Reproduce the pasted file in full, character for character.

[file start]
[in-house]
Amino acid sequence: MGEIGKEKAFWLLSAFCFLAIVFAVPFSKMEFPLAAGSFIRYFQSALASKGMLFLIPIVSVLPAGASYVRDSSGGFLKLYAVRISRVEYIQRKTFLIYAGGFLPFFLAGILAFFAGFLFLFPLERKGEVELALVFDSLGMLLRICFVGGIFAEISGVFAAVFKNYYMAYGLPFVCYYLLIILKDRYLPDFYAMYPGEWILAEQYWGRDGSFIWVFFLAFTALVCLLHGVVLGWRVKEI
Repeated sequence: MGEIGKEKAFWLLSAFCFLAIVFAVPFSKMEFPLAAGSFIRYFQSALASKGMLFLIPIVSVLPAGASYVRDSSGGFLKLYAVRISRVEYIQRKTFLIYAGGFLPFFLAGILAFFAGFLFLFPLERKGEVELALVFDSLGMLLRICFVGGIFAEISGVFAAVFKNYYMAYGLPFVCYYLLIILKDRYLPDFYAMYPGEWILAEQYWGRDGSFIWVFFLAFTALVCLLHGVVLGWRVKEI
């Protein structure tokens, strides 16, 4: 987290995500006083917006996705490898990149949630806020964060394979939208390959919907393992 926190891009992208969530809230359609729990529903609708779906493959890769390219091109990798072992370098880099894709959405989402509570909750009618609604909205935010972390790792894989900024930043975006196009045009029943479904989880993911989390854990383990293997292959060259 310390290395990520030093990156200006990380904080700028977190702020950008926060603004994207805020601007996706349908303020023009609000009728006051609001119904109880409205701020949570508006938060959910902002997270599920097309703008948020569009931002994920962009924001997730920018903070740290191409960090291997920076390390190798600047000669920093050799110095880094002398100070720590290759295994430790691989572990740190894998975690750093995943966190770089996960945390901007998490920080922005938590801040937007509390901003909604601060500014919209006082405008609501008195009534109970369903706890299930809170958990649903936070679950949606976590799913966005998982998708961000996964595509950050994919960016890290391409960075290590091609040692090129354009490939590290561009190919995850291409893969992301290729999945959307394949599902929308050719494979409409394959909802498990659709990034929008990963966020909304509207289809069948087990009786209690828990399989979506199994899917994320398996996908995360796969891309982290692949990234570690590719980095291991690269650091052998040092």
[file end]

[in-house]
Amino acid sequence: MGEIGKEKAFWLLSAFCFLAIVFAVPFSKMEFPLAAGSFIRYFQSALASKGMLFLIPIVSVLPAGASYVRDSSGGFLKLYAVRISRVEYIQRKTFLIYAGGFLPFFLAGILAFFAGFLFLFPLERKGEVELALVFDSLGMLLRICFVGGIFAEISGVFAAVFKNYYMAYGLPFVCYYLLIILKDRYLPDFYAMYPGEWILAEQYWGRDGSFIWVFFLAFTALVCLLHGVVLGWRVKEI
Repeated sequence: MGEIGKEKAFWLLSAFCFLAIVFAVPFSKMEFPLAAGSFIRYFQSALASKGMLFLIPIVSVLPAGASYVRDSSGGFLKLYAVRISRVEYIQRKTFLIYAGGFLPFFLAGILAFFAGFLFLFPLERKGEVELALVFDSLGMLLRICFVGGIFAEISGVFAAVFKNYYMAYGLPFVCYYLLIILKDRYLPDFYAMYPGEWILAEQYWGRDGSFIWVFFLAFTALVCLLHGVVLGWRVKEI
């Protein structure tokens, strides 16, 4: 987290995500006083917006996705490898990149949630806020964060394979939208390959919907393992 926190891009992208969530809230359609729990529903609708779906493959890769390219091109990798072992370098880099894709959405989402509570909750009618609604909205935010972390790792894989900024930043975006196009045009029943479904989880993911989390854990383990293997292959060259 310390290395990520030093990156200006990380904080700028977190702020950008926060603004994207805020601007996706349908303020023009609000009728006051609001119904109880409205701020949570508006938060959910902002997270599920097309703008948020569009931002994920962009924001997730920018903070740290191409960090291997920076390390190798600047000669920093050799110095880094002398100070720590290759295994430790691989572990740190894998975690750093995943966190770089996960945390901007998490920080922005938590801040937007509390901003909604601060500014919209006082405008609501008195009534109970369903706890299930809170958990649903936070679950949606976590799913966005998982998708961000996964595509950050994919960016890290391409960075290590091609040692090129354009490939590290561009190919995850291409893969992301290729999945959307394949599902929308050719494979409409394959909802498990659709990034929008990963966020909304509207289809069948087990009786209690828990399989979506199994899917994320398996996908995360796969891309982290692949990234570690590719980095291991690269650091052998040092």